Beef Bones......... Soup of course!
  Re: (...)
Can bones feed the world? I think so, raising you own beef, and custom butchering give you a great insight into the amount of waste a packer or grocery store is forced to deal with when placing beef in the retail cases. Since I pay to grow the thing, I like to see as much as possible used. As with my blog on Oxtail Soup there are many many protein laden bones on the bovine (and other stock animals) that can lend themselves well to a nice dinner or lunch. So lets explore the versatile and flavorful beef bone!

Basically any trimmed bone with beef left on it will do. At the grocery stores they are cut to spec and therefore still run about $3 (USD) per pound. But if you know a butcher or look up where the butcher shop is in your area, stop by and talk to them. You can usually get them for less the $1 per
pound. Here I have some shanks split.

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I will salt these and hit them with some fresh cracked black pepper, a little thyme and rosemary on them as well. While they are resting in the rub I will get to preparing the vegetables for the soup stock and the vegetables for
the beef rendering. Making a great soup takes several processes. While most just boil down the bones and create a soup, old Jack Wilson taught me that your soup stock is always made separately from your base stock. That is you are always going to make two stocks to create excellent soup. It will become more clear as we progress.

First the vegetables for the soup base. We begin with the standard mirepoix and start by sweating them out well.

[Image: veggies.jpg]

Now this mirepoix is going to make the soup base for what will be the underlying stock for a vegetable soup. Almost all soups should start with this classic beginning. Once you have the vegetables tender and the white wine reduced out of the sauté pan it is time for them to hit the stock pot.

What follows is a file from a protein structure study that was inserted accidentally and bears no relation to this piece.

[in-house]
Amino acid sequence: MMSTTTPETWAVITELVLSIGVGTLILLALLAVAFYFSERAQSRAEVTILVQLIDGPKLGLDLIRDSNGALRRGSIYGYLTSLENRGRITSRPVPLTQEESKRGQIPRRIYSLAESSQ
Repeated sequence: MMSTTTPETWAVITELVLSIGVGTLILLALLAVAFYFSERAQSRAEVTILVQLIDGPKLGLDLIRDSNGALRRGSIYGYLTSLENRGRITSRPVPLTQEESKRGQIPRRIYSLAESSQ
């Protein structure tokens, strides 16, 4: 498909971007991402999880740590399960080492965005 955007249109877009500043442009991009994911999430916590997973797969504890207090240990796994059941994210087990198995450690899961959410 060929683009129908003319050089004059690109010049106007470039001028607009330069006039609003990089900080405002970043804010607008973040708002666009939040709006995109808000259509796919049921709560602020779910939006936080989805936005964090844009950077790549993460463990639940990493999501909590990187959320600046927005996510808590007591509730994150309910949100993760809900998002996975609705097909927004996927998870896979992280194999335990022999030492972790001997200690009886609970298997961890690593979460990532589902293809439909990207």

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Now basically we have a neutral vegetable mix at this time. Flavorful? Yes. Finished, by no means! Now it is time to add the specials that build depth and add unique character to the soup base. In the picture above you can see some Turkish bay leaf has been added. To that we are also going to add in a little ginger, zest of a lemon, zest of half an orange, one minced shallot, and a little fennel seed.

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I don't add these to the sweat because I don't want the aromatics lost to the air. I want these oils to bind to the fat I used to render the mirepoix. Which in this case was olive oil. Add in more white wine and then reduce by 75 percent. Whip out the stick blender and have at it. This is
your soup base. No soup should be made without it.

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All my soups are made by compounding. It gives such a unique depth to the soup that I don't feel it can be skipped. Now that the soup base if finished we can concentrate on the beef bones and begin to pull together the flavors that will become out vegetable beef soup. First you must start with a mirepoix in another sauté pan. You are going to do a lot higher heat on this sweat because we are also going to sear the beef bones. And we are not going to complete the sweat to finish. This is because we have
an additional rendering step that will change the type of sugar complexity we are creating. I have added into the mirepoix some potatoes. And a little garlic. The underlying spice is rosemary and thyme. I am using shiraz as the wine for the stock. Which beef loves and beef soups absolutely love!

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Now once these beef bones are browned on all sides, we must move them to secondary rendering. And that is done in the oven. The Maillard reaction actually starts a room temperature, but is most active around 140 to 160 F. The complex chemistry going on has yet to be modeled by scientists. But oh my the human palate can analyze it well!!! And so it is into the oven for roasting!

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It is a pizza stone, I use it as a heat collector. It allows my roast dish to pull heat fast so I get the bottom of the dish up to temp almost as fast as the hot air starts to work the top of the pan. Just one of those things I did being lazy and found out it is worth doing in most instances. The stone is a reservoir of heat, it gives that heat up to my heavy bottom pan rapidly so it comes to temperature fast. Once they are done roasting, I remove
to begin to assemble the extraction for the beef soup.

[Image: finishedrsting.jpg]